The Census is a once-in-a-decade opportunity to ensure our community’s most vulnerable populations are counted and vital government services are fully funded. By filling out the questionnaire, everyone who lives in our community shapes the funding we receive for things like affordable housing, parks and roads, healthcare, food programs, emergency response personnel, schools and daycare centers, and so much more. More than just funding, the Census allows each of us to declare we count and matter. To celebrate the Census and the impact it has in our lives, we are sharing the stories of our Native Census Ambassadors and how Census-funded-programs have shaped their lives. To fill out your 2020 Census go to my2020census.gov.
My name is Nohely Diaz, and I’m currently attending California State University, Sacramento. I’m proud of my Native/Indigenous roots hailing from the Tepehuan tribe from Durango, Mexico and the Muisca people from Colombia.
Much of the passion that I have directed towards helping with the Census for 2020 is based on improving our health care system. Growing up in a low-income household, there were various difficulties my family had to endure in order to not only be covered by health insurance, but for us to be seen in places that had the appropriate amount of resources, supplies, and care providers. One of the places I was able to receive medical care from as a child was through the Sacramento Native American Health Center.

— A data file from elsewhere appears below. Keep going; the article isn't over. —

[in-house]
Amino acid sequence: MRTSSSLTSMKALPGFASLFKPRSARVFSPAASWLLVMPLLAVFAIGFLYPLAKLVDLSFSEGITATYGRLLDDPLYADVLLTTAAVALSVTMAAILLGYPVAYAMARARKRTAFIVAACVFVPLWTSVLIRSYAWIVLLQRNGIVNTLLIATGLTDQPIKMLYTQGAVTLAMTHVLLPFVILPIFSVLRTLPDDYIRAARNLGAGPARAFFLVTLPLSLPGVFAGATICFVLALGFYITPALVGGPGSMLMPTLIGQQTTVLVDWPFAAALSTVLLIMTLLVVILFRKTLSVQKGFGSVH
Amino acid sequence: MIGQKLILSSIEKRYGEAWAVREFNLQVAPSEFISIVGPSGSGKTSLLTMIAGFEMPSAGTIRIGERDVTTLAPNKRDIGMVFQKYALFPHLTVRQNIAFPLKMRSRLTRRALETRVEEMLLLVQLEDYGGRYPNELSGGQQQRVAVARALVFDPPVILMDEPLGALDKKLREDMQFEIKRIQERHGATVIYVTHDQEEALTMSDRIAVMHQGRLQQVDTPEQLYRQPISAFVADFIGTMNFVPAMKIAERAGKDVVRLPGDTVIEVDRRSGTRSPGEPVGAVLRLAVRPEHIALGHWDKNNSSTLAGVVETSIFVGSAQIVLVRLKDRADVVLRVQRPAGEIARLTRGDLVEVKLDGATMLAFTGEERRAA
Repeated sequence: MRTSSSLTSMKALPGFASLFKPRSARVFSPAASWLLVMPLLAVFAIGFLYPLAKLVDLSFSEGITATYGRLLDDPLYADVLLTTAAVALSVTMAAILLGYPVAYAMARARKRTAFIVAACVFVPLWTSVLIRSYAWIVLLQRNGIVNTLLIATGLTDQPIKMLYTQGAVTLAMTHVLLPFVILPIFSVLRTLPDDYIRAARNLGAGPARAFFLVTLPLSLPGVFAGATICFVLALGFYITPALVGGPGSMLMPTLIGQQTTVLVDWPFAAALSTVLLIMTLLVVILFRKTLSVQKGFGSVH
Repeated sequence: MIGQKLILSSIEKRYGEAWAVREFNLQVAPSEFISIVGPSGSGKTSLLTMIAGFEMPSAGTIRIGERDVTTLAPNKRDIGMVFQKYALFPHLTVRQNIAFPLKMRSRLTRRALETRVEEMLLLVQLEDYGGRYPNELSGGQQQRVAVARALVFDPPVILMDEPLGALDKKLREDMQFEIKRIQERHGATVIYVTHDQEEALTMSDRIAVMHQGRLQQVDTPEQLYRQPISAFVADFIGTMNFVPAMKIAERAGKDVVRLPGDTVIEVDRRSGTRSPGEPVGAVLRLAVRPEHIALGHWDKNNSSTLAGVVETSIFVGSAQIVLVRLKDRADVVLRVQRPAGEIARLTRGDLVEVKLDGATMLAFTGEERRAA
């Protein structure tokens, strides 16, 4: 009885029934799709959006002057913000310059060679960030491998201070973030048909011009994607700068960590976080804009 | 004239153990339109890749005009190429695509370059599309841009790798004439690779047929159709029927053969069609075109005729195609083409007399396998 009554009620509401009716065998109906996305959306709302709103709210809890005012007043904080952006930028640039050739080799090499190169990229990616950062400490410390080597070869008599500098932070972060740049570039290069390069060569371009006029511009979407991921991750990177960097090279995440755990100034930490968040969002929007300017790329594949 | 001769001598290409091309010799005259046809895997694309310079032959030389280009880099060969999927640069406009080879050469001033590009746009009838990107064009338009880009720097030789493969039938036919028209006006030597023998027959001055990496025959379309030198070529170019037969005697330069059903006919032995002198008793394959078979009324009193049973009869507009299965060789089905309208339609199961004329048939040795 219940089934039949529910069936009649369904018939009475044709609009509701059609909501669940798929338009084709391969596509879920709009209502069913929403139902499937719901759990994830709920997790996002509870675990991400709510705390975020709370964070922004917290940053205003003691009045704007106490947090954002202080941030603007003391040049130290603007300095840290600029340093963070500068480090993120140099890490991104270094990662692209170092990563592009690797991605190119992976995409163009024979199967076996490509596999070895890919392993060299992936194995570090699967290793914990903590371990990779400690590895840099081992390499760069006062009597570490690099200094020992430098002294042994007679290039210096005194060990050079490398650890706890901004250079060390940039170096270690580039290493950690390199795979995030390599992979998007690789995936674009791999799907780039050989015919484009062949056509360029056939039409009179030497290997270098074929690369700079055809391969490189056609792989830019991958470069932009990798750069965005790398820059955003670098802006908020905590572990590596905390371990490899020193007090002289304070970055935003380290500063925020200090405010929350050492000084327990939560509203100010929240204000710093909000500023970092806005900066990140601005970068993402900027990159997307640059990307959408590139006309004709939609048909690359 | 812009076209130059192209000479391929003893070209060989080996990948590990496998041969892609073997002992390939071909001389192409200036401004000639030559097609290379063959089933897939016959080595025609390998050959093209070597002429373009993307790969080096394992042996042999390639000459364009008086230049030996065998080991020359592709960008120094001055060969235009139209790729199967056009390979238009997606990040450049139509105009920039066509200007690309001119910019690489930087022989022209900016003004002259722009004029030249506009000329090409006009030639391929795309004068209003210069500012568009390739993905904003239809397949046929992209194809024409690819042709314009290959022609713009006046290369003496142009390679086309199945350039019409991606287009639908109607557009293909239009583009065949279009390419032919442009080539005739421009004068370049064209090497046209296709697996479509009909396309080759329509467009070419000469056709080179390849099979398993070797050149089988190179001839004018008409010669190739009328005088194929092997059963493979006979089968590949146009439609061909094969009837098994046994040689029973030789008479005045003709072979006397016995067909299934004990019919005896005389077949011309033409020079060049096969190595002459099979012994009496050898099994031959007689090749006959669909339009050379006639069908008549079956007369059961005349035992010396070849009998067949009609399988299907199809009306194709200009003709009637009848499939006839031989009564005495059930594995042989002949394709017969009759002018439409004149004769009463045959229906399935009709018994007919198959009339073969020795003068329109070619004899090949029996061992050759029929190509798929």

Access to medical services is an issue that many low-income households face across the country, and this especially rings true for many Native Americans. Sacramento County is in fact ranked at the 8th most difficult county to count within all of California, especially among minorities. Quite often, Native American numbers are not accurately recorded or accessible, making it even harder for Native Americans to be accounted for and for their needs to be assessed.
By filling out the Census, we have the opportunity to better the lives of our people, whether it is our elderly, our younger population, our youth, or the ones yet to come in time for the next Census in the next decade.